• Rather than running all the code at once, the editor allows you to highlight code that you want to be executed. After highlighting the portion you would like, press the key 'F9'. If you would like to run the whole thing, you may press the green play button at the top of the script, or you may press the key 'F5'.
  • The demos do not show all the functionality of the Bioinformatics Toolbox; we would encourage you enter in the documentation browser search field 'Mass Spectrometry Functions'. The list of functions will provide additional examples of methods that Matlab has already coded up for you to use.

Our Instrumentation

We run a Thermo-Fischer LTQ Orbitrap XL w/ ETD coupled to a Eksigent Ultra 2D LC system capable of maximum pressures of 10,000 psi and flow rates on the two pumps of < 1000 nL/min and < 30 μL/min (discuss the two pumps)...

Guidelines for use

We are not lab technicians. Unless that changes, we are unable to allow for unorthodox uses of the instrument. Contact us if you have other questions.

Criteria for use

There are two types of samples we are willing to run. Please understand that determining what a spectrum represents can be very challenging. For your own sake, we require certain criteria for samples so that we can provide some consistency in understanding how to improve results. There are two particular concerns with samples. One is ion suppression that results from having contaminants that are easily ionized in a sufficient concentration to reduce the ionization of your analyte. Of particular concern here are both salts (which can also 'crash' out of solution and clog our system) and ionic detergents. For these reasons, we will not run any sample containing more than 50 mM salts or any ionic detergents. We have ways of eliminating these issues through sample prep, as here outlined, but for further questions, come and visit with Aman or Ryan.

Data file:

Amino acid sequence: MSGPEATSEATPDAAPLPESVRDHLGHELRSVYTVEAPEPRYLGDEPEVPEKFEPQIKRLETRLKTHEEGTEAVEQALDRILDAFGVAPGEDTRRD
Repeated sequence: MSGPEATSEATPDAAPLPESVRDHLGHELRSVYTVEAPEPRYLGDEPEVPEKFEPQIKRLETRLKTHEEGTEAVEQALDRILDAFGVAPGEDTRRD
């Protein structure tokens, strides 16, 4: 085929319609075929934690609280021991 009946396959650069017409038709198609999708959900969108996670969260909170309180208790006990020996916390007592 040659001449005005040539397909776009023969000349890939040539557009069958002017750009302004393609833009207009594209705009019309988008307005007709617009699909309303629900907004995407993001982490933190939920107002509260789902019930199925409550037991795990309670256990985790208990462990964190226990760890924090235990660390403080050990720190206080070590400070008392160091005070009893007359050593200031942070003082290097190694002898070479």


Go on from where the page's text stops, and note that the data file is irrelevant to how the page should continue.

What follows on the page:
Direct Injection

  • Salt-free samples
  • use only MS grade solvents (these are more pure than HPLC grade)
  • Concentration:
    • 1 pmol/μL minimum
    • ~2mg/ml ideal (for full proteins)
  • pH:
    • pH < 3 for positive ion mode (0-50% Acetonitrile & 0.1-1% Formic Acid)
    • pH > 10 for negative ion mode (50:50 MeOH:Water or NH4OH in H20)
    • full protein:
  • Own silica tubing (2 ft) and gas-tight Hamilton (50 to 500μL) syringe required (for your own sample's sake)
  • Use must be scheduled by Aman or Ryan

Ordering Information

  • From IDEX:
Qty Unit size Description Catalog No Cost
1 ea Teflon Tubing sleeve, 395 μm ID and 1/16" OD, Green F-242x $15.00
1 ea Adapter, quick connect female luer-lok to female 10-32 coned fitting P-659 $15.00
1 ea One-piece, fingertight 1/16" 10-32 fitting F-120 $15.00
1 ea Fused silica, 20 μm x 360 μm x 2m FS-120 $45.00
  • From Stockroom
    • Gastight Hamilton Syringe (Luer-Lok) (100-500μL)
    • Luer-Lok blunt tip needle

If you will buy these parts, you won't have to worry about potential contamination from anything else that might have been run through our syringes. It benefits you.

LCMS

  • Digested proteins/peptides only
  • pH of 3 (1% formic acid is great)
  • 20 μL minimum sample volume (requires low-volume vials, listed below)
    • Or, the stockroom has vials that are minimum 200 μL volume
  • Must have been run through Vivacon MWCO Filter
  • Unless you can convince us that your method is acceptable, samples must be prepared with our Filter-Aided Sample Preparation (FASP) method (in-gel and solution variants)

Parts/Supplies Ordering information

  • snap cap lids ( National Scientific C4011-55 ) 100/pkg
  • 250 μL conical well sample vials ( National Scientific C4011-13 plastic or C4011-LV1W glass )
  • silica 360 μm OD (IDEX Health & Sciences FS-120) will be more than enough for your needs
  • Vivacon Filters

Scheduling

You may access the scheduling site here:

Orbitrap Scheduling